The aim of these posts is to motivate writers to use virtual worlds, in this case Second Life®, as a very useful writing resource.

Sonya Electrified, Part 2/6

Gehena Vampire Clan

She didn’t like that place. It freaked her out, but she agreed to meet him. After all, he could be the love of her life.

Right before she got in the car, she decided to check her messages again, just in case. There were several more, complimenting her photo. But there was one from that same guy, the one she was about to meet. The message said “At your own risk.” That was it.

She just sat there, behind the wheel, for a long time, wondering what that meant. Was it a warning? Was it a way to discourage her? After much thought, she decided that it was a message sent to her by mistake. That message was meant to someone else. That was it.

The 15-minute drive seemed like it took an hour. She had the feeling that she shouldn’t be doing this. However, she was determined to find someone. She was determined to leave this terrifying loneliness behind.

Sonya had her faith. True. The church people had been so nurturing in her times of intense pain and depression. They called in on her to make sure she didn’t need any food or anything done for her. They dropped by and offered to clean the house a bit, do some laundry, and iron a few things. She had always refused. She was proud. She would make it. Alone.

What she really needed were not people to do her chores. What she needed was a man, a man to hold her, a man to hug her, to protect her, a man who would whisper in her ear how much he loved her. And, despite the fact that her gut-feeling told her to stay away from this blind date, her gut also told her that this was the one.

Sonya didn’t tell anyone she was going to the Electric Chair Café.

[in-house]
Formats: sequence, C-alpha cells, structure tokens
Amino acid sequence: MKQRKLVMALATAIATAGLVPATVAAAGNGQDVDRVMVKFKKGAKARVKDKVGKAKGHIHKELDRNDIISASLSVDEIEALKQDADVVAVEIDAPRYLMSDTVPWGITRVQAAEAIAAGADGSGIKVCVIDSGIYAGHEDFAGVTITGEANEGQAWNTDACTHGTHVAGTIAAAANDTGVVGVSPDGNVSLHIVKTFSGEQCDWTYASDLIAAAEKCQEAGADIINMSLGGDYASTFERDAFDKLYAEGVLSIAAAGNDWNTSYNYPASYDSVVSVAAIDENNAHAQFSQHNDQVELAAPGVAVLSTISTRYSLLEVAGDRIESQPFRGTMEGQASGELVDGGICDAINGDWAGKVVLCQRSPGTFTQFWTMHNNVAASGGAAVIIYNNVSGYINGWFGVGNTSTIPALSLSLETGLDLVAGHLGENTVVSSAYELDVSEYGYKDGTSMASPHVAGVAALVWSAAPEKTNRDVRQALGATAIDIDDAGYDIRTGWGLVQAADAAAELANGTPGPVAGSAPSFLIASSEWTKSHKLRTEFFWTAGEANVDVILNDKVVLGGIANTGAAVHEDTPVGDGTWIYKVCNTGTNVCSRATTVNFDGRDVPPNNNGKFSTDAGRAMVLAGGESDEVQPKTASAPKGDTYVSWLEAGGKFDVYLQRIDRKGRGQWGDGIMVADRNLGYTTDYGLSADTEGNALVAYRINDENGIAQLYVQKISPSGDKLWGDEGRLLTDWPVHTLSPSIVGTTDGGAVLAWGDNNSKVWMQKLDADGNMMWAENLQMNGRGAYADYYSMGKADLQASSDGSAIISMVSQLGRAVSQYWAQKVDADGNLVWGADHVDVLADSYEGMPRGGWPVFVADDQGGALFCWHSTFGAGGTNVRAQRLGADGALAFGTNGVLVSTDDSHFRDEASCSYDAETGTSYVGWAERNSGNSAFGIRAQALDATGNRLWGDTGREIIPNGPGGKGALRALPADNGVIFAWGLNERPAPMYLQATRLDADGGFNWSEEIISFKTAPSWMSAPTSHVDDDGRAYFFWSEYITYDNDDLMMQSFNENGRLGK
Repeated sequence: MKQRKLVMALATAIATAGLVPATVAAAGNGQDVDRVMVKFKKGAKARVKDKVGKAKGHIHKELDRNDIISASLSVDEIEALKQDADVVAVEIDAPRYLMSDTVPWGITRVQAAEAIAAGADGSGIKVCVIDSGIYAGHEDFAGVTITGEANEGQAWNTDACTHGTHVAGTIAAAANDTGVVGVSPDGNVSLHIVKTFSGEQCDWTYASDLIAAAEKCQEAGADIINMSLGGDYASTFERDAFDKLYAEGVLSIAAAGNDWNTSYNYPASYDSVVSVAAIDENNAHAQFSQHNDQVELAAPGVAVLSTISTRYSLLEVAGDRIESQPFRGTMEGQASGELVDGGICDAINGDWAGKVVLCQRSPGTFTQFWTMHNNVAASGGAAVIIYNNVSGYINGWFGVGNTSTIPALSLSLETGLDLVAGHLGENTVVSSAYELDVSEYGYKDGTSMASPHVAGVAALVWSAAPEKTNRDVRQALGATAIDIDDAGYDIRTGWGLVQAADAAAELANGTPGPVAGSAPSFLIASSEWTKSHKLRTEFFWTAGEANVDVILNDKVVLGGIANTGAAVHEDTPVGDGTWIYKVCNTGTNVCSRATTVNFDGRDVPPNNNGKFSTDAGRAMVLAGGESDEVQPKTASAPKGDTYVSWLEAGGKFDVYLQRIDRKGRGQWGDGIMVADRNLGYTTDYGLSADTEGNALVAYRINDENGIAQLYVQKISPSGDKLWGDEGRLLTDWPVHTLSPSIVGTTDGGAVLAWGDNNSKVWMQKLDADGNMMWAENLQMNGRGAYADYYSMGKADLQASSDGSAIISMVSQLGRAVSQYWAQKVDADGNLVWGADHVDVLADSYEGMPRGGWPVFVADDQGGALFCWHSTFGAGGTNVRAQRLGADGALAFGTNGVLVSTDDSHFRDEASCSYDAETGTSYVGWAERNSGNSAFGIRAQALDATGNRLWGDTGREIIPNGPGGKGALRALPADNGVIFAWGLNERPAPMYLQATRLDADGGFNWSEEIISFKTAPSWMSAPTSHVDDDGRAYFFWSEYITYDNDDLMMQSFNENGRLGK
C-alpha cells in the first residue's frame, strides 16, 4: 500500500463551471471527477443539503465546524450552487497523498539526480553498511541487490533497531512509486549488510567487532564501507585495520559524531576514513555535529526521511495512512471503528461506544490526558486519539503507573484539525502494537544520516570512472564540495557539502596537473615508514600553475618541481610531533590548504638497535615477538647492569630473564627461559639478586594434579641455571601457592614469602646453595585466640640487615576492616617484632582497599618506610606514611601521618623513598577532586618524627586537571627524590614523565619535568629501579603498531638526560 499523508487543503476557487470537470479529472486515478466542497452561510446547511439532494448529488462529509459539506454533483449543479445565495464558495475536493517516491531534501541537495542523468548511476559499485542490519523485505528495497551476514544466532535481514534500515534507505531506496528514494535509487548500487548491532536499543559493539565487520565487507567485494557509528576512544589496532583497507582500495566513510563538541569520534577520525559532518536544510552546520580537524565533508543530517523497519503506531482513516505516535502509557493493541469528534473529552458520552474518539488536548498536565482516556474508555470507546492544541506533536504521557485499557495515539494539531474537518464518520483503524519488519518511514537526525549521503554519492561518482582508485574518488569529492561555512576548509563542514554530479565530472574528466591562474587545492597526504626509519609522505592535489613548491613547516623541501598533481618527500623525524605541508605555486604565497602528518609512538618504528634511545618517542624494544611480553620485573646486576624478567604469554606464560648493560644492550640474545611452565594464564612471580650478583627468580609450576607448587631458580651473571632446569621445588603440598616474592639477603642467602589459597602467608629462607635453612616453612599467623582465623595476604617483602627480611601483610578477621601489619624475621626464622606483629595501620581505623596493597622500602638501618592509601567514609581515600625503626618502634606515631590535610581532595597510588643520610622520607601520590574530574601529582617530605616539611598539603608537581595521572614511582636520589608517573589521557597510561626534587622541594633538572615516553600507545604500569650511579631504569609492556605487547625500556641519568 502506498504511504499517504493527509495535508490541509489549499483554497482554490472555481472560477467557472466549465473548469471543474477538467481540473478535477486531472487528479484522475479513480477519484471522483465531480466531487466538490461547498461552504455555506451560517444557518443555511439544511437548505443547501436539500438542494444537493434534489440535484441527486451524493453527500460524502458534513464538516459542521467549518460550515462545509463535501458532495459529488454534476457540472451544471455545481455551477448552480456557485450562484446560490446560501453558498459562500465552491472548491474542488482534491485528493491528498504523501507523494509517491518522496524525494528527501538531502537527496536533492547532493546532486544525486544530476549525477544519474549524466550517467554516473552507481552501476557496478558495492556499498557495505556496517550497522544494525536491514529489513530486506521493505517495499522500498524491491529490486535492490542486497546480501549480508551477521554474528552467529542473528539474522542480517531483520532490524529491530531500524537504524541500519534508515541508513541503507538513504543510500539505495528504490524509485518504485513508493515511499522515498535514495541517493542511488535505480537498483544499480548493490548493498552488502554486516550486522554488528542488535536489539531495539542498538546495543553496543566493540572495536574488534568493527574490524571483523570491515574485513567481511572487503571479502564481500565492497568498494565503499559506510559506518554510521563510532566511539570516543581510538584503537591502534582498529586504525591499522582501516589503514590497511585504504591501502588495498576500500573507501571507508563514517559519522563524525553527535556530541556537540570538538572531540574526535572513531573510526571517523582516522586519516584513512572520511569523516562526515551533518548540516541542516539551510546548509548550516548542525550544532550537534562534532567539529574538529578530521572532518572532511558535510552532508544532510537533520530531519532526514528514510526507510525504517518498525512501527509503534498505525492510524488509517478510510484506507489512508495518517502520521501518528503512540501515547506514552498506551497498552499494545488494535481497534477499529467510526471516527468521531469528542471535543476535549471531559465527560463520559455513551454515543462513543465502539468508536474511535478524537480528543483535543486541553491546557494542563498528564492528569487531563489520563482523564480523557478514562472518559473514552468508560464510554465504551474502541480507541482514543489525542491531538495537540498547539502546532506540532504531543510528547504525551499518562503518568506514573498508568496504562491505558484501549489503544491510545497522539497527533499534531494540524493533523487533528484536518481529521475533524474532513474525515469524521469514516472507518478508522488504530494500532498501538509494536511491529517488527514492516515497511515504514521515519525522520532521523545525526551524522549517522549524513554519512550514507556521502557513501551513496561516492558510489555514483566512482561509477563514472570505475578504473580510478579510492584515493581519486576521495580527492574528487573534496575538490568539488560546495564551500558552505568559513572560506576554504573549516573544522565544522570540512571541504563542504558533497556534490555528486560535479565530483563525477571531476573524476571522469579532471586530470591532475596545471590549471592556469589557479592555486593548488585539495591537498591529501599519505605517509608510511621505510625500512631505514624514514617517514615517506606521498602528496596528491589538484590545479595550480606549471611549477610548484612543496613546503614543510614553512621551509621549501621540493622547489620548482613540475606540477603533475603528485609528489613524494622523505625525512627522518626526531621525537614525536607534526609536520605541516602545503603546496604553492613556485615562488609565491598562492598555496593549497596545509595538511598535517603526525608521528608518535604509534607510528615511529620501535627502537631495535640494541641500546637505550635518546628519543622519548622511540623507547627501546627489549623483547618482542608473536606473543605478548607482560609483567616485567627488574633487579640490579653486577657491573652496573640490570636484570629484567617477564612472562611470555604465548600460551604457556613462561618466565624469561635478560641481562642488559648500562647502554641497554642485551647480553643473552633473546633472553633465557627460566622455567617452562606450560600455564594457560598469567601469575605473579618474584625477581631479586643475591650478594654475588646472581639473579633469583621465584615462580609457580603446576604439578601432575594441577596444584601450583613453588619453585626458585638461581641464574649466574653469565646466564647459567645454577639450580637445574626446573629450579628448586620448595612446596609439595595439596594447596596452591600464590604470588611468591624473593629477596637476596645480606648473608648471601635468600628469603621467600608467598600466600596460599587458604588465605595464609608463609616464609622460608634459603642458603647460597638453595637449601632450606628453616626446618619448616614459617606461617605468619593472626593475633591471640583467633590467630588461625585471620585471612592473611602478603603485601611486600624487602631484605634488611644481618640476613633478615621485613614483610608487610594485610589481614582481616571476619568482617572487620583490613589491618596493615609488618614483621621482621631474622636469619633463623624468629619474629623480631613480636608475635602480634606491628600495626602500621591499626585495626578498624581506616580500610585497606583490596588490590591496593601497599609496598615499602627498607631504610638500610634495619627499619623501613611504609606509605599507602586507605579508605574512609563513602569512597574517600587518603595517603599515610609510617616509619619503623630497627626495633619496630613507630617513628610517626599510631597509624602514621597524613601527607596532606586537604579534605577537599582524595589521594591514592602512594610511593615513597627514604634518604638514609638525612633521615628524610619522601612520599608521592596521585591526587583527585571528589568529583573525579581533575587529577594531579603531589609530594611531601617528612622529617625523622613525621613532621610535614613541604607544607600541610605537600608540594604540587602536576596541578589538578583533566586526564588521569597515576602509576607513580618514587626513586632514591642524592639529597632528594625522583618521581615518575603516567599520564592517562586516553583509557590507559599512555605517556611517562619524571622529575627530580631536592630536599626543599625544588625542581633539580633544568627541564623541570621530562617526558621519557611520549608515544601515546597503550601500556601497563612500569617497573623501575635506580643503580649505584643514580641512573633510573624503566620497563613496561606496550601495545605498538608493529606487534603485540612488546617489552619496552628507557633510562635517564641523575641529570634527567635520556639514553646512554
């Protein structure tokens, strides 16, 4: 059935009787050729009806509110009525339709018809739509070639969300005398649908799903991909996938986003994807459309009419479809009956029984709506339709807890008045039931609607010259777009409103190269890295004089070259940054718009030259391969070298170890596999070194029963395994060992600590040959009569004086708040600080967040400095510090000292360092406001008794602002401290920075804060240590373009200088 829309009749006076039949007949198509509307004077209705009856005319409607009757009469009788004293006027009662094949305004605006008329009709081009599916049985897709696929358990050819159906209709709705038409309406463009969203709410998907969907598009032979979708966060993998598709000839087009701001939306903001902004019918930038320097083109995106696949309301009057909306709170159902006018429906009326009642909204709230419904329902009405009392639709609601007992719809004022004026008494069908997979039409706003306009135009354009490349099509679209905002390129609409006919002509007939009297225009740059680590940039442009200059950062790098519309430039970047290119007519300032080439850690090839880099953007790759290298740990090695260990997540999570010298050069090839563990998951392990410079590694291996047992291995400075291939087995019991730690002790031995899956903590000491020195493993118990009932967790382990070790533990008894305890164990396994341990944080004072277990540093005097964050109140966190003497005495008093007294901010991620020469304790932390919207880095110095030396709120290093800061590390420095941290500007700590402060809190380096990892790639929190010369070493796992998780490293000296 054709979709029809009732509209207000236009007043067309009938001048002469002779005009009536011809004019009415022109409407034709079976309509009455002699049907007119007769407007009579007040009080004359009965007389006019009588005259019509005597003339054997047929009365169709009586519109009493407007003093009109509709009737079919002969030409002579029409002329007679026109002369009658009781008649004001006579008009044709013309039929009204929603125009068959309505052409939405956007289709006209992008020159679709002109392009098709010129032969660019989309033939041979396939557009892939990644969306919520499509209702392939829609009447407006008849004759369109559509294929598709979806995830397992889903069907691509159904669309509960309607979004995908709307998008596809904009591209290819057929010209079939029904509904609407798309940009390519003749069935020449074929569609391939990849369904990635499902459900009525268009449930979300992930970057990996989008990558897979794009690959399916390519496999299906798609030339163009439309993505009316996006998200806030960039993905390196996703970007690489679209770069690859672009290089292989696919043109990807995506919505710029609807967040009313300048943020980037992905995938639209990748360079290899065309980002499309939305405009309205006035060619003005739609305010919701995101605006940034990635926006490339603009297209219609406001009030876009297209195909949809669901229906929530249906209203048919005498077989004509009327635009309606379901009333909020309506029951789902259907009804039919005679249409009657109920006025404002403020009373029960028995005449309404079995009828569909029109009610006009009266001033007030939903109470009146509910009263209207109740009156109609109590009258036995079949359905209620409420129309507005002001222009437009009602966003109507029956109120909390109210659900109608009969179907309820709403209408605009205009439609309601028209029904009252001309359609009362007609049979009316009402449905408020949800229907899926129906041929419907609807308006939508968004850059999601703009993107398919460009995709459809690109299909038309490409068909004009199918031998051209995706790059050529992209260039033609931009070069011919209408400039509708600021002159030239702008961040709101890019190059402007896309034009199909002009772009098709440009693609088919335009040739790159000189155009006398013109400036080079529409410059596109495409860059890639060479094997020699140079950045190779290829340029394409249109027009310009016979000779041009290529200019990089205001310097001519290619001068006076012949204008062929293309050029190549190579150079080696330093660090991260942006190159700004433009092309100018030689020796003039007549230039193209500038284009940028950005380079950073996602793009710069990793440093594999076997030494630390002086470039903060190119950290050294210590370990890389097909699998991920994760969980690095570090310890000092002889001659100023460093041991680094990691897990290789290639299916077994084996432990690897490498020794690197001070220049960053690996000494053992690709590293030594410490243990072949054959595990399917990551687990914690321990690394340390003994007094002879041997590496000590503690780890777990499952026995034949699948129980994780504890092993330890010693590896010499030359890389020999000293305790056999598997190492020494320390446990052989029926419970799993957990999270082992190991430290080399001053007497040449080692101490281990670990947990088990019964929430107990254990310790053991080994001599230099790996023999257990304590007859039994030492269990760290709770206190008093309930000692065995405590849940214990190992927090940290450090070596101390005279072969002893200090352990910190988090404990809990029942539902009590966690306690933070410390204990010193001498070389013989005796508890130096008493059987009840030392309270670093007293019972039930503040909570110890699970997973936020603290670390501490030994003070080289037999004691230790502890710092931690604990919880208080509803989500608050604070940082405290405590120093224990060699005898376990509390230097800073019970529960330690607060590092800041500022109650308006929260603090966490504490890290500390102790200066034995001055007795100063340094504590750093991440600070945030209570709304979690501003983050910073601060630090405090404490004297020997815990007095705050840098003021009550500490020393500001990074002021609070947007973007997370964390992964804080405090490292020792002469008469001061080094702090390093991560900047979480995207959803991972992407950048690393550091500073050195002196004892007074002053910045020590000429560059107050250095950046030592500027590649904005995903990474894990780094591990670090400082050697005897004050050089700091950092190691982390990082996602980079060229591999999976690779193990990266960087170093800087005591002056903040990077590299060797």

Although her family was supportive and her friends were constantly trying to get her to go out, they were also weary of her trustfulness. Behind that front of apparent toughness, there was a very fragile and insecure person. And let’s face it, the Electric Chair Café was not exactly the safest place to meet strangers. No place was, but this Café in particular had the reputation of being sleazy and dark. Many thought that a generous flow of drug trafficking and other illegal businesses were a constant there. Many of the women sitting at the bar were hookers and the men in the reserved tables at the back spent their nights playing poker with bets that amounted to the hundreds of thousands.

She didn’t care. She was on a quest to find love. She was on a quest to find the love of her life.

Many had been a part of that path. Some had left her behind, no second thoughts, no guilty conscience. Most of them didn’t stand the insistence and the uncomfortable feeling that a web was being woven around them, tighter and tighter so that, one day, it would be impossible to get free. In many ways, what had attracted them to her in the first place would become exactly what would drive them away.